Finally, please do make time to come along to the first class assembly of the year on Thursday; our Y6 Greeks’ Got Talent extravaganza. The children had been practising long and hard, on and off for some time now, so we were pretty hopeful that it would be alright on the night, however, with so many away this week, please be prepared for a last minute postponement depending on attendance numbers early next week. Continuing in expectation of a performance, we have talked about costumes in class and while some children will stay in uniform, I have asked the gods, birds, soldiers and others to bring in their costumes for Monday – thanks again for your on-going support.

So that’s it, many congratulations to our deserved ‘Stars of the Week’, Caterina and Cherrie and have a great weekend. See you on Monday.

Mr Gane


Dates for the Diary:

  • Hispanic Day Friday 15th Oct – Y6 will focus on Guatemala, so the children will need blue and white clothes to match the flag. Also if you have any connections that might be of interest, then please do let me know.
  • DT Day Wednesday 20th Oct – We’ll be making puppets on strings with a Greek theme, so please start saving useful odds and ends from the recycling that might be good for this arts and crafts activity.



  • This afternoon’s Mayor’s Cup matches against Ark Swift resulted in a draw and a loss… Arthur, Harry C & Louis S went down to a 2-1 defeat for the Boys’ team while Caterina & Jemima were part of the Girls’ team that held the opposition to a 1-1 draw.

Friday 17th September

It’s been election results week here for Y6 and following their superb presentations last Friday the children of the school voted as follows:

  • Aylward – Elena, Alex, Joe & Agnes
  • Crummell – Harry C, Milad, Caterina & Kit
  • Liddell – Columba, Rory, Isabelle & Nyla
  • Wesley – Jemima, Louis S, Ernie & Aurelia

The standard of presentations was very high indeed this year and I must praise again every single person who put themselves forward for what can be a very daunting challenge; win or lose, you all did yourselves proud!

Sports Captains were also selected this week based, not only on their love and individual ability in sport, but also on their ability to encourage and motivate other team members, as well as their organisational skills and ability to help Clare and Alastair prepare for events. So give a cheer to: Arthur, Ava, Louis DC, Olivia, Paul and Phil.  Well done for shining in PE over the years and enjoy the new sporting calendar as it picks up again from the last few years.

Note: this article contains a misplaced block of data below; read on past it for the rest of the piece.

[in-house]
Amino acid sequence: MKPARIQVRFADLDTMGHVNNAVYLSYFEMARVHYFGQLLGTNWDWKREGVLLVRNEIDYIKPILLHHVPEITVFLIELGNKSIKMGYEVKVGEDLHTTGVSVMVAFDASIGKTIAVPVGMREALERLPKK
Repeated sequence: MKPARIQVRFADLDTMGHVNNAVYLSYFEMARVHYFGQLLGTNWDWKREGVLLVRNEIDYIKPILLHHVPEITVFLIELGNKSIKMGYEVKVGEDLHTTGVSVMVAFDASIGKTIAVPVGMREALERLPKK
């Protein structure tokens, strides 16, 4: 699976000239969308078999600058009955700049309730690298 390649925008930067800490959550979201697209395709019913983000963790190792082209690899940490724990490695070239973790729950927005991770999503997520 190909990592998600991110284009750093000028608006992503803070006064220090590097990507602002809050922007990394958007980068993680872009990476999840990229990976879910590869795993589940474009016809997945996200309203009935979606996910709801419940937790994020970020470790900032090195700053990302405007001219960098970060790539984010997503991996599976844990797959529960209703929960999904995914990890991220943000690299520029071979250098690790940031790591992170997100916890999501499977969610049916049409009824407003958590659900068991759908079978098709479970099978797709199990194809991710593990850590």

More elections, this time to the School Council – a very influential organ – that works hard behind the scenes under Miss Mahon’s guidance. Each class elects Council Members, who from Y6 Ayres this year are: Tegan & Harry H. Congratulations and thanks in advance for all of your hard work.

Finally, Oscar and Prathana volunteered to represent the class on Mr Perry’s Pray Group which meets each fortnight to help facilitate prayer and contemplation throughout the school as well as to pray for us all.

…and we also had time for some teaching and learning!

After a brief assessment on Place Value, in Maths we began work on the four mathematical operations completing our review of methods of multiplication before moving on to ‘short’– More on Mathletics homework. ‘Life in Trinidad’, the autobiography of Floella Benjamin whose birthday it is next week (72), was examined further with the children who investigated unfamiliar words and phrases and identified relative clauses, before writing a brief summary of her early childhood. Later in the week they planned their own autobiography.

The children continued their Science learning on the somewhat dry ‘Classification of Organisms’ topic while in Humanities learning all about the various different Greek gods took the form of Class Assembly practice – cross curricular learning. Focussing on ‘No Woman, No Cry’ (1998) the work of Turner Prize winning artist, Chris Ofili, in Art this week the children developed their profile sketching skills while in Spanish the children recapped their learning around colours – see vocab homework set by Mrs Pereira – which is due on Monday.

Finally, and I’m sure I have no need to remind you, we’re off to PGL on Monday. The children should come in to school as normal from 8.45am for a 9am start as normal, leaving their suitcases in the Main Hall. Apologies again for our omission with regards to the sleeping bag which IS REQUIRED. The coach is scheduled to leave here at 10am if you would like to come back to school to wave them off, and we should be back for a normal pick-up on Friday. I will be in touch with the Class Reps throughout the week who will keep you updated with photos and any timings that may change.

Have a lovely weekend.

Mr Gane

Friday 10th September

Dear Parents & Carers,

And so to the end of week two, all of the children are assimilating well in to the pace and expectations of Y6.

We have already come to the end of the first, very brief Maths unit on Place Value, an essential understanding of which is key to all going forward – and explains why we no longer use Roman numerals… After an End of Unit assessment on Monday, next up is a review of the four Maths operations to get everyone fully back up to speed.

The children have been reading extracts of Floella Benjamin’s ‘Life in Trinidad’ autobiography as a basis for their learning in English this week, as they have learned more about the features of biographies and autobiographies and begun writing paragraphs of each type. We will continue the theme next week.